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Zebras at Nairobi National Park
Zebras at Nairobi National Park
Audrey Garric

NAIROBI — The sun feels even more scorching under the cap of pollution. Through her binoculars, Patricia Heather-Hayes, nicknamed "Trish," is scrutinizing a lioness sleeping under an acacia in Kenya"s Nairobi National Park. The energetic 60-something, who works in a legal office when she's not out here observing wildlife, knows the name of every feline. "This is Athi. She has three cubs," she says.

Further away, Trish follows the giraffes, the antelopes and the zebras through the savanna. Skyscrapers loom on the horizon. But whenever she strides along the park, she also sees plastic bags, bottles and other food packagings stuck in the bushes or abandoned on the side of the road. This 117-square-kilometer wildlife preserve, the only one in the world located just next to a capital city, is threatened by Nairobi's expansion.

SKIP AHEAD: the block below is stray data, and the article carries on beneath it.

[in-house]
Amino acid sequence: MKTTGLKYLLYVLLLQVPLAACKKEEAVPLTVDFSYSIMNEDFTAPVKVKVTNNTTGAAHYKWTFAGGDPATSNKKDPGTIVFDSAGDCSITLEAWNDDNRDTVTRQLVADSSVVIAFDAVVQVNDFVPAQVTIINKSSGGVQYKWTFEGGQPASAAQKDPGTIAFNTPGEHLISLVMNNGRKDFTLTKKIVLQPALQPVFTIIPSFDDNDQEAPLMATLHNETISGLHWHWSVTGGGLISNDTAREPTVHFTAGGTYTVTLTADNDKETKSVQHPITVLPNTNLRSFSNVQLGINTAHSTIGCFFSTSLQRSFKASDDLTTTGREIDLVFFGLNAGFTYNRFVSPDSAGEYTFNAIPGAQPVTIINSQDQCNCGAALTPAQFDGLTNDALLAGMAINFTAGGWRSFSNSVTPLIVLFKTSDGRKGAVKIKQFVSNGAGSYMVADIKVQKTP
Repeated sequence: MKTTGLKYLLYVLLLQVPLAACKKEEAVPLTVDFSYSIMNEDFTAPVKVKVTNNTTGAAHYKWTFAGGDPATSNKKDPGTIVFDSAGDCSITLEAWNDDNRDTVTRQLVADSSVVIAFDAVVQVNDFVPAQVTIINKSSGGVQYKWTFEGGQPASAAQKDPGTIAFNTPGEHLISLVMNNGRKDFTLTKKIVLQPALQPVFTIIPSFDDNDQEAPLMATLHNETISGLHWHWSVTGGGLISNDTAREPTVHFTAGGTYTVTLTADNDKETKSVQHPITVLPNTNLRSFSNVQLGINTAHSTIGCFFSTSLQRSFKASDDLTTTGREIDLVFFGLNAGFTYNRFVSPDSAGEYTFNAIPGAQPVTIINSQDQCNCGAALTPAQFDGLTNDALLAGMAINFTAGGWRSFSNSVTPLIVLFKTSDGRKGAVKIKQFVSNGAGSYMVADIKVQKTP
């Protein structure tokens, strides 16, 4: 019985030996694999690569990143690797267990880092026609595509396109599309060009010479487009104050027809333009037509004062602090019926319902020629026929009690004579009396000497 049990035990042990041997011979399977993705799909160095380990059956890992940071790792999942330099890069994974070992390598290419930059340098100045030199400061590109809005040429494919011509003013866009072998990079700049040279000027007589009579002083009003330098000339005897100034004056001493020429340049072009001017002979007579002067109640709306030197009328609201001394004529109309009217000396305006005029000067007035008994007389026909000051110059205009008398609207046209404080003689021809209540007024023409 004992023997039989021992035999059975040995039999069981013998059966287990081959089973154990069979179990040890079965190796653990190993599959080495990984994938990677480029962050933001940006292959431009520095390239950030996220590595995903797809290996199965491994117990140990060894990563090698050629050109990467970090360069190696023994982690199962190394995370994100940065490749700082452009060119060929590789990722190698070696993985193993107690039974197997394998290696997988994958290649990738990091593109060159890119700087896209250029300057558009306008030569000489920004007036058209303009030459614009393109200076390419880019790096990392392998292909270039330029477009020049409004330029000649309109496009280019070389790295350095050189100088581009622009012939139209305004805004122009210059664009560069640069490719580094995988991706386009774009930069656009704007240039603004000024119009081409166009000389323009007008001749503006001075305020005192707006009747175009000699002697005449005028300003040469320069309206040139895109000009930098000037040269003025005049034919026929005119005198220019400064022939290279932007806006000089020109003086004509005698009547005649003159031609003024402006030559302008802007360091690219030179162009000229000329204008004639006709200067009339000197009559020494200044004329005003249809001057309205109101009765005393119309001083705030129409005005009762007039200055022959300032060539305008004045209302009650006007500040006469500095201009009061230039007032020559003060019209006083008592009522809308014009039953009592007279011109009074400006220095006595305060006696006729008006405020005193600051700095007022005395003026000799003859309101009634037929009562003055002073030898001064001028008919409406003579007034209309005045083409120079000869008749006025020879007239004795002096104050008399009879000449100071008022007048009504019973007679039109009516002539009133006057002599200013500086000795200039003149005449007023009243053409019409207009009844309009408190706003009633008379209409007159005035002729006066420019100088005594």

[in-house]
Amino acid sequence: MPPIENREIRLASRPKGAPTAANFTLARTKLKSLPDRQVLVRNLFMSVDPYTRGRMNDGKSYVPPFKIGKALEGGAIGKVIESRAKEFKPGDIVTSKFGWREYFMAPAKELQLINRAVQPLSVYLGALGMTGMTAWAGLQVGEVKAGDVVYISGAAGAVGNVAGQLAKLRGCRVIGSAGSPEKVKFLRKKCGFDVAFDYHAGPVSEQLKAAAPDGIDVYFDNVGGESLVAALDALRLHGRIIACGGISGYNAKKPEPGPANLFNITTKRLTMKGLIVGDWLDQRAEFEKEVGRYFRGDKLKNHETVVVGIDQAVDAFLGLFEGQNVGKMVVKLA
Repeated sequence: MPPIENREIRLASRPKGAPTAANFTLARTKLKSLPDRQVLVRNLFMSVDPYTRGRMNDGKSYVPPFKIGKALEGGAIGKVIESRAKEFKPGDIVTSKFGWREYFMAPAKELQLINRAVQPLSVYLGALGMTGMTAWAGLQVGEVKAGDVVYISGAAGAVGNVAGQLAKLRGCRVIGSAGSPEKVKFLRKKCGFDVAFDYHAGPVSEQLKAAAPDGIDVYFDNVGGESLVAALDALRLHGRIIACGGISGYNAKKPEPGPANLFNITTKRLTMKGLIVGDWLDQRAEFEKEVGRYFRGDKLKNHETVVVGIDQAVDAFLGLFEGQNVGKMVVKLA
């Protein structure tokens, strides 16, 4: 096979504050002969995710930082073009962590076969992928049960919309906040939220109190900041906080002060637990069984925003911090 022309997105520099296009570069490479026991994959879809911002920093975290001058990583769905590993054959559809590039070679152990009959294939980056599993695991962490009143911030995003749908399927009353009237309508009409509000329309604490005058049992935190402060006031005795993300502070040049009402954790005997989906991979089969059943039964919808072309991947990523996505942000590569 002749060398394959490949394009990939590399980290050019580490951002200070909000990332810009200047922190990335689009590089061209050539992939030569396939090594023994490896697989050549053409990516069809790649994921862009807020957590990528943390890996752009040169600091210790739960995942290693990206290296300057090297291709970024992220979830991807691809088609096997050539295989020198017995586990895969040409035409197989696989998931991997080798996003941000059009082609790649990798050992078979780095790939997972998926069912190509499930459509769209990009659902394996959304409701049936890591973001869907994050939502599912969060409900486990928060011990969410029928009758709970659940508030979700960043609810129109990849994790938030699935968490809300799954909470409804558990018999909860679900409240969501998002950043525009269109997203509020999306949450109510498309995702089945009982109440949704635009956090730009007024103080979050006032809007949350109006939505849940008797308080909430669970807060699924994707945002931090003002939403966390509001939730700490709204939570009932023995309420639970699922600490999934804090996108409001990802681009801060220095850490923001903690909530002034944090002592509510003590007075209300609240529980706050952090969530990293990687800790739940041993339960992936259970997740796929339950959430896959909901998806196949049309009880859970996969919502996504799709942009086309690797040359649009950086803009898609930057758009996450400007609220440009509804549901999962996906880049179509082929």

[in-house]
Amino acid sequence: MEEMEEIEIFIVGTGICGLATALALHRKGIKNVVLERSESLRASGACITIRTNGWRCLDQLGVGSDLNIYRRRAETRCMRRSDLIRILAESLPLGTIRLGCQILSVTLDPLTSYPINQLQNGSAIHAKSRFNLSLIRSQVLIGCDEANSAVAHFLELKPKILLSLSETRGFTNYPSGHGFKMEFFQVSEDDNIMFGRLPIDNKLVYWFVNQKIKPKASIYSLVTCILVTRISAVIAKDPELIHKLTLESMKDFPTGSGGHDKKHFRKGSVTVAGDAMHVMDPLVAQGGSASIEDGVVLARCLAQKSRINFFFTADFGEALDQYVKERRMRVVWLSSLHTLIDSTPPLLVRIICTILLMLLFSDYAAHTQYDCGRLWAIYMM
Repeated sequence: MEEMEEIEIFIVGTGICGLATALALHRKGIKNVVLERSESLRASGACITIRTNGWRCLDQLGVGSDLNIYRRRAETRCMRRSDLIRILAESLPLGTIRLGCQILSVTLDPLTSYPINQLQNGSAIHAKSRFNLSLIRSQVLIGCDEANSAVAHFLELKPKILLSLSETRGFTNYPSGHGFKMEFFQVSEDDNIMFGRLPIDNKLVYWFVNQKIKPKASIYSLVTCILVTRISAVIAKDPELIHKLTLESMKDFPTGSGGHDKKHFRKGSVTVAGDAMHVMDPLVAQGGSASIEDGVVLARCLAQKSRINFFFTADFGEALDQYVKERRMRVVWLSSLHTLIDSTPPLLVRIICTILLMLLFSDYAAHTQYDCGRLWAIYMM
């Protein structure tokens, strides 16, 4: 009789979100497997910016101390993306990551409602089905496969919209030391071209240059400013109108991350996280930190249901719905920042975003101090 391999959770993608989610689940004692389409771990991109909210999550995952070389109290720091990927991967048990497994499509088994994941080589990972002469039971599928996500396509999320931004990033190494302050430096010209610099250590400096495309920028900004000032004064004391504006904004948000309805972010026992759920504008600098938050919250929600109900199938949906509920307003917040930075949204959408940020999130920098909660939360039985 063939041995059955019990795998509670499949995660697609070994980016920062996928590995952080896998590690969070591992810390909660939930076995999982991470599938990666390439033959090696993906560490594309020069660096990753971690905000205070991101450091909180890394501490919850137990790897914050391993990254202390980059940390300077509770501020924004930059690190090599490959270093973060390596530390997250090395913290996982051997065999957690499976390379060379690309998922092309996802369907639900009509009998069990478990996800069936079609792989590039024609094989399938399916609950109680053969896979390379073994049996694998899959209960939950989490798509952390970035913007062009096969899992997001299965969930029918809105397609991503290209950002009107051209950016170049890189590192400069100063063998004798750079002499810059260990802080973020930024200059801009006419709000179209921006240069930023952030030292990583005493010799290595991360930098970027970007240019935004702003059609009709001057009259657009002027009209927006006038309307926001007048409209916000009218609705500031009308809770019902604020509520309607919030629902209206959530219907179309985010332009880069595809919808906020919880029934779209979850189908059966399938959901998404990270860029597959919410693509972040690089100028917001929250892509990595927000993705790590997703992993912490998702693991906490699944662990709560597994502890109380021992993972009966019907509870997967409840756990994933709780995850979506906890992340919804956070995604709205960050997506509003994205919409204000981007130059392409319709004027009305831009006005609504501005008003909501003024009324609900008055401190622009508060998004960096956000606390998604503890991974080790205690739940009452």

"We find more and more garbage carried by the wind from surrounding residential areas or abandoned by tourists," she says with irritation. "Not long ago, I saw a snake stuck inside a soda can, dying."

In addition to her legal work, Trish serves as vice-president of an association called Friends of Nairobi National Park (FoNNaP). Once a month she and other organization members go on long voluntary cleaning missions. Summoning her patience, Trish maneuvers her Jeep so as to avoid the ruts but not miss any garbage, which she picks up with long barbecue tongs. Today, she will fill five 50-liter bags.

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